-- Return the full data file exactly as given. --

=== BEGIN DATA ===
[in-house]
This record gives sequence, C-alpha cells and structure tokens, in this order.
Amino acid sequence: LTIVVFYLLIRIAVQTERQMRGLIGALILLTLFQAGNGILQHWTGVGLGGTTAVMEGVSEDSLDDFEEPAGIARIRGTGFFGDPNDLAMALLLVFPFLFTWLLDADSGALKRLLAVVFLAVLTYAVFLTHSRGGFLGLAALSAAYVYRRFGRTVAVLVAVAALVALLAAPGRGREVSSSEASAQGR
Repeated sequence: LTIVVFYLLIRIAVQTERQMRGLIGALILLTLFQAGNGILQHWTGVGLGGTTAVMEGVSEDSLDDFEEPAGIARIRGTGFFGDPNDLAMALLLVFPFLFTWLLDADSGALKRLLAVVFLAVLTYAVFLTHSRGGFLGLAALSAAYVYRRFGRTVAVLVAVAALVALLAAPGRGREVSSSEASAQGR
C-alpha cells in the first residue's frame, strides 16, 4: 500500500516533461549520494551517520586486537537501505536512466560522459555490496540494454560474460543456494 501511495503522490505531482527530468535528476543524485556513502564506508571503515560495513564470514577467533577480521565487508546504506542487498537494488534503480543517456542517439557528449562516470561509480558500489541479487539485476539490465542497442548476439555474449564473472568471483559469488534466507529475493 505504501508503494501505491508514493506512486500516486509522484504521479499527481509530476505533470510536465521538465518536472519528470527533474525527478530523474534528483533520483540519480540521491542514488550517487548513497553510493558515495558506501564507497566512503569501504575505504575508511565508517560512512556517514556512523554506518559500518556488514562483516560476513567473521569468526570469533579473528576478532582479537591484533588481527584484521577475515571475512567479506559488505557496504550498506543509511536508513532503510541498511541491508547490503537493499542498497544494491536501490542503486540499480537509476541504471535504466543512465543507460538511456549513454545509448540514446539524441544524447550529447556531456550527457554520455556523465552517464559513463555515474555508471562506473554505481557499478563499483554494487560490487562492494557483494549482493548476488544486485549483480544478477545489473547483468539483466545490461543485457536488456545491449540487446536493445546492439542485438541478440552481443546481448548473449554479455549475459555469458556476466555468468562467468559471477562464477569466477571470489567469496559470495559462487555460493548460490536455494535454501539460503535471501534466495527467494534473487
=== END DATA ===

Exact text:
[in-house]
This record gives sequence, C-alpha cells and structure tokens, in this order.
Amino acid sequence: LTIVVFYLLIRIAVQTERQMRGLIGALILLTLFQAGNGILQHWTGVGLGGTTAVMEGVSEDSLDDFEEPAGIARIRGTGFFGDPNDLAMALLLVFPFLFTWLLDADSGALKRLLAVVFLAVLTYAVFLTHSRGGFLGLAALSAAYVYRRFGRTVAVLVAVAALVALLAAPGRGREVSSSEASAQGR
Repeated sequence: LTIVVFYLLIRIAVQTERQMRGLIGALILLTLFQAGNGILQHWTGVGLGGTTAVMEGVSEDSLDDFEEPAGIARIRGTGFFGDPNDLAMALLLVFPFLFTWLLDADSGALKRLLAVVFLAVLTYAVFLTHSRGGFLGLAALSAAYVYRRFGRTVAVLVAVAALVALLAAPGRGREVSSSEASAQGR
C-alpha cells in the first residue's frame, strides 16, 4: 500500500516533461549520494551517520586486537537501505536512466560522459555490496540494454560474460543456494 501511495503522490505531482527530468535528476543524485556513502564506508571503515560495513564470514577467533577480521565487508546504506542487498537494488534503480543517456542517439557528449562516470561509480558500489541479487539485476539490465542497442548476439555474449564473472568471483559469488534466507529475493 505504501508503494501505491508514493506512486500516486509522484504521479499527481509530476505533470510536465521538465518536472519528470527533474525527478530523474534528483533520483540519480540521491542514488550517487548513497553510493558515495558506501564507497566512503569501504575505504575508511565508517560512512556517514556512523554506518559500518556488514562483516560476513567473521569468526570469533579473528576478532582479537591484533588481527584484521577475515571475512567479506559488505557496504550498506543509511536508513532503510541498511541491508547490503537493499542498497544494491536501490542503486540499480537509476541504471535504466543512465543507460538511456549513454545509448540514446539524441544524447550529447556531456550527457554520455556523465552517464559513463555515474555508471562506473554505481557499478563499483554494487560490487562492494557483494549482493548476488544486485549483480544478477545489473547483468539483466545490461543485457536488456545491449540487446536493445546492439542485438541478440552481443546481448548473449554479455549475459555469458556476466555468468562467468559471477562464477569466477571470489567469496559470495559462487555460493548460490536455494535454501539460503535471501534466495527467494534473487